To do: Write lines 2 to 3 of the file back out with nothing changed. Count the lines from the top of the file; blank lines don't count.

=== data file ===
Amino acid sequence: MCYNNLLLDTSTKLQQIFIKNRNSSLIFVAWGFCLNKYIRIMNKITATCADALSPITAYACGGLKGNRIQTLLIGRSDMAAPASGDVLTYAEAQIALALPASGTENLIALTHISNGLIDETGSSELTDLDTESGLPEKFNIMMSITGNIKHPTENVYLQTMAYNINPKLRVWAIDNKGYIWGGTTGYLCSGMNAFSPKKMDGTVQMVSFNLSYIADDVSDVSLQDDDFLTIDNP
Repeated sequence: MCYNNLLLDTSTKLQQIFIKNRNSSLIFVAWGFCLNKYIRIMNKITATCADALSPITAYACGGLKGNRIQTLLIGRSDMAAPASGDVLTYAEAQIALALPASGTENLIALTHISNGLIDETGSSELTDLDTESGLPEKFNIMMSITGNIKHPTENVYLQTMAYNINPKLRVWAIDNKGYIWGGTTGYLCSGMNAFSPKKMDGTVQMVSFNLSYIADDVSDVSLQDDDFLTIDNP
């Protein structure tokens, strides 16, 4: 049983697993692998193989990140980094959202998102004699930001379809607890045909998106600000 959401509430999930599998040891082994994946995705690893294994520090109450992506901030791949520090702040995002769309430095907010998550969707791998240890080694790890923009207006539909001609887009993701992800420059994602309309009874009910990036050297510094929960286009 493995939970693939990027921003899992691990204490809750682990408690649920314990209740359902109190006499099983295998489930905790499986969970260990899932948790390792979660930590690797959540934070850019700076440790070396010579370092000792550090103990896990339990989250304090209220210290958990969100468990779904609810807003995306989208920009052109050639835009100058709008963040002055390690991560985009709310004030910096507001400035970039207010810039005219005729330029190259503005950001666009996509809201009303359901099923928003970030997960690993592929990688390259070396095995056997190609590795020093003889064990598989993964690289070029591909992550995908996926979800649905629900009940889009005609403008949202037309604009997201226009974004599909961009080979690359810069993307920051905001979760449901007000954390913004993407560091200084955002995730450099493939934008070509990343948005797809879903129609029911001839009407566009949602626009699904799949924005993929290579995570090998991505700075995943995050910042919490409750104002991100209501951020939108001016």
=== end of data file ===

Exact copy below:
Repeated sequence: MCYNNLLLDTSTKLQQIFIKNRNSSLIFVAWGFCLNKYIRIMNKITATCADALSPITAYACGGLKGNRIQTLLIGRSDMAAPASGDVLTYAEAQIALALPASGTENLIALTHISNGLIDETGSSELTDLDTESGLPEKFNIMMSITGNIKHPTENVYLQTMAYNINPKLRVWAIDNKGYIWGGTTGYLCSGMNAFSPKKMDGTVQMVSFNLSYIADDVSDVSLQDDDFLTIDNP
């Protein structure tokens, strides 16, 4: 049983697993692998193989990140980094959202998102004699930001379809607890045909998106600000 959401509430999930599998040891082994994946995705690893294994520090109450992506901030791949520090702040995002769309430095907010998550969707791998240890080694790890923009207006539909001609887009993701992800420059994602309309009874009910990036050297510094929960286009 493995939970693939990027921003899992691990204490809750682990408690649920314990209740359902109190006499099983295998489930905790499986969970260990899932948790390792979660930590690797959540934070850019700076440790070396010579370092000792550090103990896990339990989250304090209220210290958990969100468990779904609810807003995306989208920009052109050639835009100058709008963040002055390690991560985009709310004030910096507001400035970039207010810039005219005729330029190259503005950001666009996509809201009303359901099923928003970030997960690993592929990688390259070396095995056997190609590795020093003889064990598989993964690289070029591909992550995908996926979800649905629900009940889009005609403008949202037309604009997201226009974004599909961009080979690359810069993307920051905001979760449901007000954390913004993407560091200084955002995730450099493939934008070509990343948005797809879903129609029911001839009407566009949602626009699904799949924005993929290579995570090998991505700075995943995050910042919490409750104002991100209501951020939108001016």